Ekeziel 1:1-3, 28; 2:1-5; 6:7-10: June 1 – Faithfulness in a crumbling world
May 27, 2014

The name Ezekiel means, “God strengthens.” The prophet-priest ministered during a time of crisis for God’s people. The Babylonians forcibly deported 10,000 Jews to Babylon in 597 B.C. While Ezekiel was in exile, God called him to be a prophet. His earliest messages foretold of God’s judgment against His sinful people. After the burning of Solomon’s Temple in 586 B.C., the prophet proclaimed a message of “God’s strength” centered on a message of hope. A repeated refrain throughout the book is God acts in judgment and redemption for the sake of His name.

What message of hope did Ezekiel proclaim and personally live out as a prophet that shared the calamities experienced by the people of God?

First, God’s people need God’s help when dealing with national and personal calamity (Ezek. 1:1-3). The reference to the 30th year may communicate something of Ezekiel’s personal pain. Likely, the reference to the 30th year refers to the prophet’s age. At the age when Ezekiel should begin his service as a priest at the temple in Jerusalem (Num. 4: 30), the temple lies in ruins and Ezekiel experienced life in a foreign land. The note about King Jehoiachin’s exile highlights the national calamity. The line of descendants of King David ended with the death of Johoiachin. The descendent from the promise line of David lived as a prisoner to the Babylonian king. Ezekiel lived among the Jewish exiles along the navigable canal Chebar that flows southeast from Babylon.

In this desperate situation, God revealed Himself. The prophet highlighted three aspects of God’s revelation. First, God revealed His glory to Ezekiel by means of a vision of heaven. Secondly, God’s word came to the prophet. Third, God’s empowering hand came upon the man. God revealed Himself, His message, and gave His power in order to communicate hope to the people.

Second, God revealed His glory in the time of trouble (Ezek. 1;28). Ezekiel 1 describes a vision the prophet received of the glory of God. The vision is difficult, yet the basic meaning is readily apparent. God often revealed Himself with the imagery of a storm (Isa. 9:6; Job 38). The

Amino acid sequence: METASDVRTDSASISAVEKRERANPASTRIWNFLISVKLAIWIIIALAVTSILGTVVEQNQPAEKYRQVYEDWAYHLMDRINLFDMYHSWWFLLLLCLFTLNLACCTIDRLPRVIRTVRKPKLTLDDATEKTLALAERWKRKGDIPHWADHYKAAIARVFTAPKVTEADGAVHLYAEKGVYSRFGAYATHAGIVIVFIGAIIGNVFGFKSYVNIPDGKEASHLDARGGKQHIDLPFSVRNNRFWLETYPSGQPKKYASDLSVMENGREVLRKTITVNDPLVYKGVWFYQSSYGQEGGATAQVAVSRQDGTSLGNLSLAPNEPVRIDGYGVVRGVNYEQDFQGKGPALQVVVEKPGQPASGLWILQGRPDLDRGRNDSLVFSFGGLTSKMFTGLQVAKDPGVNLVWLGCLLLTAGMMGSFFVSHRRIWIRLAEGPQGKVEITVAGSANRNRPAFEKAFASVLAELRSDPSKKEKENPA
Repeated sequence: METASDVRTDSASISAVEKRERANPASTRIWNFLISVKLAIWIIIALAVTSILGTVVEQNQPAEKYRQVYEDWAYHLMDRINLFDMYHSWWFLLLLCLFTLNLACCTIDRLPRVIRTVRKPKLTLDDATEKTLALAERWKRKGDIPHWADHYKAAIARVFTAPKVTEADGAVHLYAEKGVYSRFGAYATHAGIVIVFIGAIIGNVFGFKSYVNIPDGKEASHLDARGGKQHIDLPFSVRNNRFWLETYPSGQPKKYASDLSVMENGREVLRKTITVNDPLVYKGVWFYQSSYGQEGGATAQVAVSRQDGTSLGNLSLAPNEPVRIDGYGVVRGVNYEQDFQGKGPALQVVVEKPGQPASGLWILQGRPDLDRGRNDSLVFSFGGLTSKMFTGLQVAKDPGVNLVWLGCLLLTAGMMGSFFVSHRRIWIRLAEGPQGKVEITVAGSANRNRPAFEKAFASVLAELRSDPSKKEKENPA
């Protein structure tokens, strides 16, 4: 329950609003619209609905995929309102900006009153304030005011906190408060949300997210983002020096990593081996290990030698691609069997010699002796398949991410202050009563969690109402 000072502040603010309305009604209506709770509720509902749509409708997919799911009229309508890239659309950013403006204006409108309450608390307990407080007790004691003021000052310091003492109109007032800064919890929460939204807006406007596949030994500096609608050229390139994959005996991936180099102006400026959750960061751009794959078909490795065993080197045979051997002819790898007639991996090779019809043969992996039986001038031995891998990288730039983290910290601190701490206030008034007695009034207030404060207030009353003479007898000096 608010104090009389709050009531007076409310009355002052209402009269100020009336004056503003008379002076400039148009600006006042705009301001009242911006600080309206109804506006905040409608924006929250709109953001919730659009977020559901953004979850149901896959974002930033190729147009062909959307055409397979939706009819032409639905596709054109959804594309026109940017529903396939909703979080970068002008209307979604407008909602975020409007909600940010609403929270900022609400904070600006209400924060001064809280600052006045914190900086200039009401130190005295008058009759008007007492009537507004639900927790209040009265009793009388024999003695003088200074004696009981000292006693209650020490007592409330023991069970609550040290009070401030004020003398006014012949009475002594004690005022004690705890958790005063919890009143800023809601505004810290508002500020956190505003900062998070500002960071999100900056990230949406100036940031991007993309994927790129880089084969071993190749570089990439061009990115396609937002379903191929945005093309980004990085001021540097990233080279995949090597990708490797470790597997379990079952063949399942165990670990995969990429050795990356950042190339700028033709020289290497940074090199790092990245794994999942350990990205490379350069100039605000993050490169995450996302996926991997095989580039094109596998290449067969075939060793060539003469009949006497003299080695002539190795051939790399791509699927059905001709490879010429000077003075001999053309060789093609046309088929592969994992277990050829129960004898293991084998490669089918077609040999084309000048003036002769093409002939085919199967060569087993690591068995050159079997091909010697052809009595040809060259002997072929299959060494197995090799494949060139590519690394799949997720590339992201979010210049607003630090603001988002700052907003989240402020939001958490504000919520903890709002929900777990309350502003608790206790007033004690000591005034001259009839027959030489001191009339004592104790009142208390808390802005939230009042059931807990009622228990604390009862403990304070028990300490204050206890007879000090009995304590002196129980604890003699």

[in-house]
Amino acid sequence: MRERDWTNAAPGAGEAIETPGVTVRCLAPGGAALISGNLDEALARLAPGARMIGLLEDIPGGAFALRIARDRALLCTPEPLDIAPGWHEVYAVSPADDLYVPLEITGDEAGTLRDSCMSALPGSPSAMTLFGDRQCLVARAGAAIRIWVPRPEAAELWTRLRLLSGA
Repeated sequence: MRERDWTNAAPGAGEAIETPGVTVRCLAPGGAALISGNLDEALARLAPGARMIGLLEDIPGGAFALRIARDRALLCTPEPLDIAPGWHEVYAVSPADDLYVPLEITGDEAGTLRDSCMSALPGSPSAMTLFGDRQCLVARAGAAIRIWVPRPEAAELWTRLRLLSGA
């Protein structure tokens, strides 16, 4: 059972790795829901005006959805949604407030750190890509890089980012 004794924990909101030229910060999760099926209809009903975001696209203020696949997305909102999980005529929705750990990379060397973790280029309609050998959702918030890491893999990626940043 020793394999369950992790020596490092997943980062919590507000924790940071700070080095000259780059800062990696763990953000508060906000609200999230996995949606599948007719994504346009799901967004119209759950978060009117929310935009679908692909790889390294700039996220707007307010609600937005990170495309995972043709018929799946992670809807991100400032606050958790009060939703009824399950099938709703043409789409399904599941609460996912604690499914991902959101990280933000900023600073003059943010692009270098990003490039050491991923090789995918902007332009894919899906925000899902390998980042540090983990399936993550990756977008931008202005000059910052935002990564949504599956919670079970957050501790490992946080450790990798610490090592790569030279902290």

lightening, fire, and smoke recall the description of God on Mt. Sinai (Ex. 19:16-18). The four cherubim (Ezek. 10) symbolize the highest of all creatures (man), bird life (eagle), wild animal (lion), and domesticated life (ox) as a reminder of God’s Sovereignty over all. The fiery coals symbolize the holiness of God. In Ezekiel’s vision, God is all-present and all-knowing. The rainbow recalled God’s promise of faithful mercy to Noah. The prophet bowed in submission.

Third, God empowered His messenger for mission (Ezek.2:1-5). God called the prophet Ezekiel like He called the prophets Moses, Isaiah, and Jeremiah. His call experience teaches four truths about service. First, humans are frail servants. The title “Son of Man” functions as the prophet’s favorite self-designation in the book. In contrast to the glory of God in chapter one, the prophet is weak. Second, frail, sinful human beings cannot serve God without Spirit empowerment. Third, the mission is difficult; God commissioned Ezekiel to minister to rebellious people. Faithfulness, rather than human response, determines the success of the mission. Fourth, the Word of God is central in service. Ezekiel digested the scroll containing God’s message communicating the necessity of the internal work of the Word in a servant’s life.

Fourth, God’s purposes are redemptive (Ezek. 6:7-10). The prophet proclaimed four truths here. First, God’s judgment was just. In light of God’s holiness and faithfulness, the people committed spiritual idolatry. Second, God would not destroy completely; He would preserve a remnant. Third, God desires a personal relationship (know) that develops when people repent. ­

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